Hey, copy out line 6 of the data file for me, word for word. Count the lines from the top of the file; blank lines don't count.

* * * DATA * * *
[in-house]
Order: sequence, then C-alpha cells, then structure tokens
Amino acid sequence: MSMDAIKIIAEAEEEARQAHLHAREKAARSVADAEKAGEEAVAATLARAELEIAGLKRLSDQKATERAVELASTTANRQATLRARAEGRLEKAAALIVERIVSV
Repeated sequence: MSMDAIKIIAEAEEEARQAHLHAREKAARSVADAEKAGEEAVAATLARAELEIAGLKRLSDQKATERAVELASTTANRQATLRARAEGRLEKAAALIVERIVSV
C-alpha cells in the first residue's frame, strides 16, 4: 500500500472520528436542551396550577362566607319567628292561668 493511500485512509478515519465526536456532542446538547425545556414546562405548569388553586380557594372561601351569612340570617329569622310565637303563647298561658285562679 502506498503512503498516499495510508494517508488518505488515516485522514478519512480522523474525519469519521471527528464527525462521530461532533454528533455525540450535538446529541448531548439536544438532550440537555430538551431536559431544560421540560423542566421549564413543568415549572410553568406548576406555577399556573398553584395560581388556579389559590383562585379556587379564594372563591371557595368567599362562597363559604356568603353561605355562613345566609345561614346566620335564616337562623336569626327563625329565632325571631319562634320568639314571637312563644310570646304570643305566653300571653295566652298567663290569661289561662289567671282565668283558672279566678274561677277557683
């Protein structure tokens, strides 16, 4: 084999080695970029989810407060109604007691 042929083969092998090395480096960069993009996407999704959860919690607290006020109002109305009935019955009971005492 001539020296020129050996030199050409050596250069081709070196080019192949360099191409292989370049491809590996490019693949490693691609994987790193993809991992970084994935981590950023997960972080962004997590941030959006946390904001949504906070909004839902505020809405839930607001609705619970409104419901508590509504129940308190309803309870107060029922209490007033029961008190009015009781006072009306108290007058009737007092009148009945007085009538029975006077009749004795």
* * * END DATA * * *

């Protein structure tokens, strides 16, 4: 084999080695970029989810407060109604007691 042929083969092998090395480096960069993009996407999704959860919690607290006020109002109305009935019955009971005492 001539020296020129050996030199050409050596250069081709070196080019192949360099191409292989370049491809590996490019693949490693691609994987790193993809991992970084994935981590950023997960972080962004997590941030959006946390904001949504906070909004839902505020809405839930607001609705619970409104419901508590509504129940308190309803309870107060029922209490007033029961008190009015009781006072009306108290007058009737007092009148009945007085009538029975006077009749004795």